3

I really can't understand why this verb changes to "am", "is", etc. The common answer is "just became as historical legacy", but how actually it happend?

  • 2
    Welcome to Linguistics.SE! This is due to a process known as suppletion which causes several roots to merge, leading to this kind of 'mixed paradigms'. In the question I linked the factors playing a role in suppletion are discussed. – Keelan Jun 21 '19 at 15:10
  • 4
    The "verb be" doesn't change to anything. That's just a way of talking about paradigms. The fact is that people say I am instead of *I is or *I be. You can say there's a special verb "am" that means "be" but is used only in the first person singular and in the present tense, while the verb be is never used in the first person singular present tense. That sounds kind of silly, so we say they're the "same verb", but they aren't, really. They're just two different forms in the same paradigm. The story of how they got into the same paradigm is another matter. – jlawler Jun 21 '19 at 15:27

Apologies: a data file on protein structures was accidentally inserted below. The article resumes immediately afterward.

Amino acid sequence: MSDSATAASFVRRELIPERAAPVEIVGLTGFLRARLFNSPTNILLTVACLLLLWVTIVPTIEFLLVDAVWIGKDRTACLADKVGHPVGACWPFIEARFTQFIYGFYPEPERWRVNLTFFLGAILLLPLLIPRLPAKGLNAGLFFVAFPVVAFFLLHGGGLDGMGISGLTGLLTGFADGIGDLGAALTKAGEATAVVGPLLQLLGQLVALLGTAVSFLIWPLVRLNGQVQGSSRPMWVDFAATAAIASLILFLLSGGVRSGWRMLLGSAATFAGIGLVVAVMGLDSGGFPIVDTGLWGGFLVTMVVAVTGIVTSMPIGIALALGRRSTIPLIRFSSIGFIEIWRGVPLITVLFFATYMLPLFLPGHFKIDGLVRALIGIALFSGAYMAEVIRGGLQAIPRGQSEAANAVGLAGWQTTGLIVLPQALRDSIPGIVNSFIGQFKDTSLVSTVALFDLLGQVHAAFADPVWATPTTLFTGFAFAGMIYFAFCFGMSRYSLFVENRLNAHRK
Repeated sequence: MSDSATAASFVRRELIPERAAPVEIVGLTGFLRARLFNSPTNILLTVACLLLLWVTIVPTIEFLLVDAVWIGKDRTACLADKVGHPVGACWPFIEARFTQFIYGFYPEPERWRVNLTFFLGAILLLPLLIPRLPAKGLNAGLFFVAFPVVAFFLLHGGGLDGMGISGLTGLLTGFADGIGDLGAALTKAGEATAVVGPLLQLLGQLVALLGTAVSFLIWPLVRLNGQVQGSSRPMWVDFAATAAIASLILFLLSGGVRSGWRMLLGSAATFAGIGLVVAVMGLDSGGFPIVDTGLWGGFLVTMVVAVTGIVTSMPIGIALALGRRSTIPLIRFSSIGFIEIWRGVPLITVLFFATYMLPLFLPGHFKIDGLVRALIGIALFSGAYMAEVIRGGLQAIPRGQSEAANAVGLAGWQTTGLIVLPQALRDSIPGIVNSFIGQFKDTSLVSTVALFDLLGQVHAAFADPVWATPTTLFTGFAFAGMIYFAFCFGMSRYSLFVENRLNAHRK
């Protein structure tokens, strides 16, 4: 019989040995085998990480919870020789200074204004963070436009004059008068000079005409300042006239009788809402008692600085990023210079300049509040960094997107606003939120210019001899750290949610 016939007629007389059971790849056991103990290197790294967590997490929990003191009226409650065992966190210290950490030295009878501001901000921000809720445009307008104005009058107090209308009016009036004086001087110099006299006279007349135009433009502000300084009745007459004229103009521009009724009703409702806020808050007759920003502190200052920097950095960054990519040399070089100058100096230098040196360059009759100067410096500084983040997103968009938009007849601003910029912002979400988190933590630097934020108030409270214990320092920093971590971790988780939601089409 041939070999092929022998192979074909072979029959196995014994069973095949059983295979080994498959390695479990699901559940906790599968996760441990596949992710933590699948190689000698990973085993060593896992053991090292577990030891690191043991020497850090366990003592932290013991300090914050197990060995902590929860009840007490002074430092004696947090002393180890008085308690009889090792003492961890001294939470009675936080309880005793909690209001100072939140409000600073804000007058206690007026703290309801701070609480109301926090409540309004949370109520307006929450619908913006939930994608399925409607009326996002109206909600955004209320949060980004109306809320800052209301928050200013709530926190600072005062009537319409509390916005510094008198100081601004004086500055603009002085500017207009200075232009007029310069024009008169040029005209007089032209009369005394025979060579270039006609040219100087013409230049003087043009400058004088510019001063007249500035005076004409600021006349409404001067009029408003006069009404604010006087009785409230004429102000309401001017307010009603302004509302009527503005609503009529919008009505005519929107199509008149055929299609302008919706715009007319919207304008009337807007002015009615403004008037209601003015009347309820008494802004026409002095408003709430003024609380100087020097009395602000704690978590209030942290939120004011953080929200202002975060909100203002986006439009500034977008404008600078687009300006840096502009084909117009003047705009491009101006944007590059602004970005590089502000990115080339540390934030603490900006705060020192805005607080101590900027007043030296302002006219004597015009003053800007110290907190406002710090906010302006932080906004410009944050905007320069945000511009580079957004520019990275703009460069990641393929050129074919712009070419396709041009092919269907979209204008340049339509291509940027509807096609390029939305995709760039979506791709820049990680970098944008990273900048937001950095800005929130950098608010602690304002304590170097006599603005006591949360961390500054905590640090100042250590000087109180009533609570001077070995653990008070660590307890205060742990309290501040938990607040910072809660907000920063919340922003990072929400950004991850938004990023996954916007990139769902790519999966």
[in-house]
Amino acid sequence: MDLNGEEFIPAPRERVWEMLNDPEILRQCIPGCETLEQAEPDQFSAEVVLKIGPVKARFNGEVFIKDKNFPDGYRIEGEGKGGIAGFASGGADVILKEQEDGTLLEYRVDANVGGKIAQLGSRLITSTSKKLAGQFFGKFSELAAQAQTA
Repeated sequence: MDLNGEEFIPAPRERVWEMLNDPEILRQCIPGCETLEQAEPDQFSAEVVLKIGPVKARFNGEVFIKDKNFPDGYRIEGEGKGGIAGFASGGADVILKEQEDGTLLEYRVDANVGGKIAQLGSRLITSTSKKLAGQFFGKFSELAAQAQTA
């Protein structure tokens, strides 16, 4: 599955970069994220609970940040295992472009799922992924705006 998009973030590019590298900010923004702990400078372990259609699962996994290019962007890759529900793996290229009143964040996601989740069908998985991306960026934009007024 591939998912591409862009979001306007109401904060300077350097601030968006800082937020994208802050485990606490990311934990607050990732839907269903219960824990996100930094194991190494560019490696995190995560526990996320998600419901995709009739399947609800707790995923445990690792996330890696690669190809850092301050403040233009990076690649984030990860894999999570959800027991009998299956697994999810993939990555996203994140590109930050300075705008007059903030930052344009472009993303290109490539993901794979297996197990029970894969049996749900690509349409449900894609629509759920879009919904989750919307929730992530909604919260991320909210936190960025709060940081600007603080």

• 1
    There are a lot of details specific to "be": is that what you are looking for? – user6726 Jun 21 '19 at 15:27
  • 1
    @user6726 true. I have retracted my close vote. – Keelan Jun 21 '19 at 16:58
1

The basic intuition here is that the most common verbs are on average the most irregular. It is very hard for people to remember irregular forms of uncommon verbs, we tend to regularise them over time.

Well, to be is the most common verb of all.

  • 2
    This explains how the situation is maintained, not how it came to be. – Keelan Jun 24 '19 at 10:35
  • Depends. Do we consider it the default natural state does of things that words used in different contexts have different roots, or that they share roots via some paradigm? Which one requires explanation? – Adam Bittlingmayer Jun 24 '19 at 19:13

Not the answer you're looking for? Browse other questions tagged or ask your own question.